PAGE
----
Select Committee on European Scrutiny Twenty-Second Report




COM(02) 13

Draft Council Directive to improve access to justice in cross-border disputes by establishing minimum common rules relating to legal aid and other financial aspects of legal proceedings.

Legal base:Article 61(c) EC; consultation; unanimity
Document originated:18 January 2002
Forwarded to the Council:21 January 2002
Deposited in Parliament:14 February 2002
Department:Lord Chancellor's Department
Basis of consideration:EM of 22 February 2002
Previous Committee Report:None
To be discussed in Council:No date fixed
Committee's assessment:Legally and politically important
Committee's decision:Not cleared; further information requested


  10.1  The European Council agreed at Tampere in October 1999 to establish minimum standards ensuring an adequate level of legal aid in cross-border civil cases throughout the European Union. In May 2000 the Commission published a Green Paper on legal aid in civil matters, and the present proposal for a Directive reflects responses to that Green Paper.

  10.2  The Council of Europe and the Hague Conference on Private International Law have adopted conventions in this area (see the 1977 Strasbourg Agreement on the Transmission of Legal Aid Applications, and the 1980 Hague Convention on International Access to Justice), but these have not been ratified by all Member States[28]. The 1977 Strasbourg Agreement provides that applications for legal aid may be made in the home State, for the purposes of legal proceedings in another State, but the conditions of eligibility remain those of the State where the proceedings are to be brought. The 1980 Hague Convention requires nationals and persons resident in another Contracting State to be treated for the purposes of entitlement to legal aid in a Contracting State as if they were nationals of or resident in that Contracting State. Neither instrument provides for any minimum standards of eligibility for legal aid.

The proposed Directive

  10.3  Article 1 of the draft Directive indicates that its purpose is to improve access to justice in cross-border disputes by establishing minimum common rules relating to legal aid and other financial aspects of civil proceedings. It also states that the Directive is to apply to "civil disputes of all types, irrespective of the type of court". Further definitions are provided by Article 2 where "litigation in civil matters" is defined as "all litigation in matters of civil law, including commercial law, employment law and consumer protection law"[29].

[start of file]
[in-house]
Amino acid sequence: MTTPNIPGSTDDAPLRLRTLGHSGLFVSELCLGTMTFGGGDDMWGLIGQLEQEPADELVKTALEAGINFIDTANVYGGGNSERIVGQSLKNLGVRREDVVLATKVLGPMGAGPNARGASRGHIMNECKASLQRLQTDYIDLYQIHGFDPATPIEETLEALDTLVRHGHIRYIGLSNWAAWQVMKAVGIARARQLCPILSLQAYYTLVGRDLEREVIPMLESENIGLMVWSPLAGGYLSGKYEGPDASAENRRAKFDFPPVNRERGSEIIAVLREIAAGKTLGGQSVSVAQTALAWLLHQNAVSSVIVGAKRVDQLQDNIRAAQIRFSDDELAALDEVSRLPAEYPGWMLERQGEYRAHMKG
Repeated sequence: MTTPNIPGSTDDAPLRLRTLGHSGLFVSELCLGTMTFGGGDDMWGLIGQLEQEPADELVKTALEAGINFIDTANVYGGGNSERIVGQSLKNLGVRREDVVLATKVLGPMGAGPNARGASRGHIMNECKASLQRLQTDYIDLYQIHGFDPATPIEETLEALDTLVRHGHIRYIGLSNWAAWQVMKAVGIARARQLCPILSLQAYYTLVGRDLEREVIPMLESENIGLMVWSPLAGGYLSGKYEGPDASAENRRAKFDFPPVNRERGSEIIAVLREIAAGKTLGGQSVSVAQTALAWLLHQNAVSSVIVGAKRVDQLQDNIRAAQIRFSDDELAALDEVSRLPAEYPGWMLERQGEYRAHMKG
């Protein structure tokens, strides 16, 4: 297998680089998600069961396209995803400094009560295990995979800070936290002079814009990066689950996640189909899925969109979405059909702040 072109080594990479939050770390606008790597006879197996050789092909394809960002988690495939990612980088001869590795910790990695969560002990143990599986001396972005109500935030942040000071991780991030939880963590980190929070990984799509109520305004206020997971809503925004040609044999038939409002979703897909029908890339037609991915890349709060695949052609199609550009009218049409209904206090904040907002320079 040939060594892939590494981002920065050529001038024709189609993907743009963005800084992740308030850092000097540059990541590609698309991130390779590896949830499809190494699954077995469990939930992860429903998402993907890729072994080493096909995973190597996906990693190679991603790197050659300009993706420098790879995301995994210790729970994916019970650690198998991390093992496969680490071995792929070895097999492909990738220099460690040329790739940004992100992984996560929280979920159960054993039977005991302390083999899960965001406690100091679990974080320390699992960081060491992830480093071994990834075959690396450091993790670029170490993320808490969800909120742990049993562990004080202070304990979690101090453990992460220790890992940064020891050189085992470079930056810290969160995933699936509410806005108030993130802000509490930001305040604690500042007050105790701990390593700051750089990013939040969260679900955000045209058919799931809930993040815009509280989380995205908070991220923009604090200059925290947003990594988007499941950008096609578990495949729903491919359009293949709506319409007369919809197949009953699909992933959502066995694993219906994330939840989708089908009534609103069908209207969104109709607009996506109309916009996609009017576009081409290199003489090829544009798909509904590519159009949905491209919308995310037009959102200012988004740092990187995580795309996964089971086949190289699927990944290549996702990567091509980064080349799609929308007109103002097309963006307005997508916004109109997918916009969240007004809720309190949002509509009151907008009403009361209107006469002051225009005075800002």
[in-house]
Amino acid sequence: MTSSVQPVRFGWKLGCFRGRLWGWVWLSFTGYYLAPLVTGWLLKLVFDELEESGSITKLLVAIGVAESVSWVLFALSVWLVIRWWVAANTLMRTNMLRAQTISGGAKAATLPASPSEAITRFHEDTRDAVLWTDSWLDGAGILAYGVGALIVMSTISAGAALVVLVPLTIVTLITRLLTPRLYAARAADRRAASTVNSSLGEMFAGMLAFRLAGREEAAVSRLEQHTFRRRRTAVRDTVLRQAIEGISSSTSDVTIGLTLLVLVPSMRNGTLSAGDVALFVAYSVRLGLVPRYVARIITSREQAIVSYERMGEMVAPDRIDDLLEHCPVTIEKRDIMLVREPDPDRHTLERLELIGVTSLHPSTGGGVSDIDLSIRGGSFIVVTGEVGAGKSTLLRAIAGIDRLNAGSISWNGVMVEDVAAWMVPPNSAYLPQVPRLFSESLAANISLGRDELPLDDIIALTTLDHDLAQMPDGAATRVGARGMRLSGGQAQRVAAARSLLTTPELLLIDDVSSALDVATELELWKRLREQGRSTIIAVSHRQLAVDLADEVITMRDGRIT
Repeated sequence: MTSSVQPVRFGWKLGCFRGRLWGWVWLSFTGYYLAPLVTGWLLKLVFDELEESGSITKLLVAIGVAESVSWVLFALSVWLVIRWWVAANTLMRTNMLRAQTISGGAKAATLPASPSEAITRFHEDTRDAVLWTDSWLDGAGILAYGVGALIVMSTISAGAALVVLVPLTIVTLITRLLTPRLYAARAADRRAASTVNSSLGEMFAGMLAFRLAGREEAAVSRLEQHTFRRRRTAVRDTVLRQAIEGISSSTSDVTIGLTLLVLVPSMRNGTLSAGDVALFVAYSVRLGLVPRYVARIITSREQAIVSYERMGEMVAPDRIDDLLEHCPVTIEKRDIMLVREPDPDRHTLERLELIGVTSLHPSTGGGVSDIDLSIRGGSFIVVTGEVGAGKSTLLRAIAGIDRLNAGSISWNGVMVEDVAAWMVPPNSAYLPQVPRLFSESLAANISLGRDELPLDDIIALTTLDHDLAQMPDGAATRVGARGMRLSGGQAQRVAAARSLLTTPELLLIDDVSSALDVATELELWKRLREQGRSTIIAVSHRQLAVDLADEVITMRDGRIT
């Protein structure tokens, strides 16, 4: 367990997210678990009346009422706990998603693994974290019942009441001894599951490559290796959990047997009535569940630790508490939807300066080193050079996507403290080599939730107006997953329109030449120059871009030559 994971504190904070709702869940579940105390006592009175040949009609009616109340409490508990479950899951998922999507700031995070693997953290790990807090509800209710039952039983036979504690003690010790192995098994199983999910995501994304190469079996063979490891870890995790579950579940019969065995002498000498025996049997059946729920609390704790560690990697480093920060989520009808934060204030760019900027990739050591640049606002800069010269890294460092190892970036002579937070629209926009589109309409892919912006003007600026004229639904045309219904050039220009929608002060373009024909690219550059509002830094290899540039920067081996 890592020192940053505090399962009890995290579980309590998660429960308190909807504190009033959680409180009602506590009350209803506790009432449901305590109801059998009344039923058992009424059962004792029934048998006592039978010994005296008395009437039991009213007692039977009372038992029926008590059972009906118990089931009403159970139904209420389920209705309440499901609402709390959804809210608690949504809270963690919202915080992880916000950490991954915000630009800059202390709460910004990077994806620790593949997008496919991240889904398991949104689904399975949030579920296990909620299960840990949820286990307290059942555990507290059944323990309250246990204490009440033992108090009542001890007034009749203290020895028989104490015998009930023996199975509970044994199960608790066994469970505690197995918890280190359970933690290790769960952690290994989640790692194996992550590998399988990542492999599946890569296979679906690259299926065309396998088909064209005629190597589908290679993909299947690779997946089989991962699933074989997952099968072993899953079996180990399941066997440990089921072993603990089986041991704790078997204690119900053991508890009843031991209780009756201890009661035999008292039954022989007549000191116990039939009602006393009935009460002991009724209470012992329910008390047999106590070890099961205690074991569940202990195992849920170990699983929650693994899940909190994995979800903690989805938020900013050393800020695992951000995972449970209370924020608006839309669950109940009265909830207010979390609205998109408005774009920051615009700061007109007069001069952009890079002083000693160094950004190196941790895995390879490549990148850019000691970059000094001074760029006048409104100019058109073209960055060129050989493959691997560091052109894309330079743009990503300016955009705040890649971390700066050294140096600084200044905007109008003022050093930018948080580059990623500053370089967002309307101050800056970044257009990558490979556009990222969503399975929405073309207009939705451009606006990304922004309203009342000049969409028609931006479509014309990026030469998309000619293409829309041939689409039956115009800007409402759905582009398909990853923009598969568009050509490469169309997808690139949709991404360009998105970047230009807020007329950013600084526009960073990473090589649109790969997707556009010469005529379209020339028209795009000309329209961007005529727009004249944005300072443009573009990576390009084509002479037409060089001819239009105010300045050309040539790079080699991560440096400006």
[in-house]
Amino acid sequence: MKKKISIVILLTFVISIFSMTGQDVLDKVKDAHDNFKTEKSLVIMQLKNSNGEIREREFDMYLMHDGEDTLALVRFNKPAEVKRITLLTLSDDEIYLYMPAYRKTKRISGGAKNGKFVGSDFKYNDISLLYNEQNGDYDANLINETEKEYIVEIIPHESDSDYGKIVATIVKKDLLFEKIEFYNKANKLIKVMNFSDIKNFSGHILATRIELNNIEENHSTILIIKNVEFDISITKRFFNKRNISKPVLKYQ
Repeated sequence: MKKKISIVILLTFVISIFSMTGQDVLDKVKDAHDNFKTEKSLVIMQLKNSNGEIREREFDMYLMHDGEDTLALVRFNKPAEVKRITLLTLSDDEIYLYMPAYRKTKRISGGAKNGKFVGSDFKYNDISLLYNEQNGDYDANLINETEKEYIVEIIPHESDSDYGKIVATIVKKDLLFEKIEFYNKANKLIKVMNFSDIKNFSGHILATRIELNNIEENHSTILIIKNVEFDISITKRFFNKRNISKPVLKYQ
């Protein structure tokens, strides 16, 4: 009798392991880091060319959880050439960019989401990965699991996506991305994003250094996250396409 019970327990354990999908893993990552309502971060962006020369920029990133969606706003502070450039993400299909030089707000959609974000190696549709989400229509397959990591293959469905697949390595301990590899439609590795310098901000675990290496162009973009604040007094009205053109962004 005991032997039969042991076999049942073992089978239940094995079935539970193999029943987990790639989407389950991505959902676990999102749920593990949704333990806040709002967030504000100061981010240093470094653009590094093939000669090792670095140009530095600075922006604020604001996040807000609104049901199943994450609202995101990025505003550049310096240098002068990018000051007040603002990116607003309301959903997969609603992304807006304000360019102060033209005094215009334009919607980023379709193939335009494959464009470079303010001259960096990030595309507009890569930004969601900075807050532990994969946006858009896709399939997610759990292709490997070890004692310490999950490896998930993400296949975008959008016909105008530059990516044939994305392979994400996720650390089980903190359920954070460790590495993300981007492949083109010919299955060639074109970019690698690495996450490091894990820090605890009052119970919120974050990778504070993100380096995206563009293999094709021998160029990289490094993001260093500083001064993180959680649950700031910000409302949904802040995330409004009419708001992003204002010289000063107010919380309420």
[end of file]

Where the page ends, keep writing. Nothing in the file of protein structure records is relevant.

10.4  The right to legal aid is set out in Article 3. Accordingly all persons involved in a civil dispute, as either claimant or defendant, shall be entitled to receive "appropriate legal aid if they do not have sufficient resources". Legal aid is to include the services of a lawyer, or of any other person entitled to represent a party in court, providing advice and representation, as well as exemption from, or assistance with, the cost of proceedings[30]. Member States are to be free to provide for reimbursement by the aided party if his financial status "has substantially improved meanwhile".

  10.5  The basic right to legal aid conferred by Article 3 is subject to the conditions of Articles 13 and 14. Under Article 13, Member States may define income thresholds above which applicants are to be presumed to be able to bear the costs associated with disputes. Applicants whose income exceeds such thresholds must nevertheless be granted legal aid if they can prove they are unable to pay the costs of proceedings, "in particular as a result of differences in the cost of living between the Member State of residence and of the forum". It is further provided that applicants shall be presumed to be able to bear the costs of proceedings if they "enjoy actual access to a private mechanism involving a no-win no-fee agreement with the lawyer and providing that court costs will be paid by a third party". Article 14 provides that legal aid applications may be rejected for actions "which appear to be manifestly unfounded".[31]

  10.6  Article 4 provides for legal aid to be granted by the Member State before whose court the proceedings are instituted. By virtue of Article 5 such legal aid is also to cover the costs directly related to the cross-border nature of the dispute, such as interpretation, translation and travel costs. The Member State in which the applicant resides is to grant legal aid to cover costs incurred by the recipient in that State, including in particular the costs of consulting a local lawyer. By virtue of Article 6, legal aid is to be granted without discrimination to Union citizens and third country nationals residing lawfully in a Member State.

  10.7  Articles 8 and 9 concern the processing and transmission of applications. The intention is that the provisions of the Directive should replace the 1977 Strasbourg Agreement in relations between Member States. Article 11 provides for a standard form for applications to be drawn up by the Commission assisted by the Committee established by Council Regulation No 1348/2000 on the service in the Member States of judicial and extra-judicial documents in civil and commercial matters[32].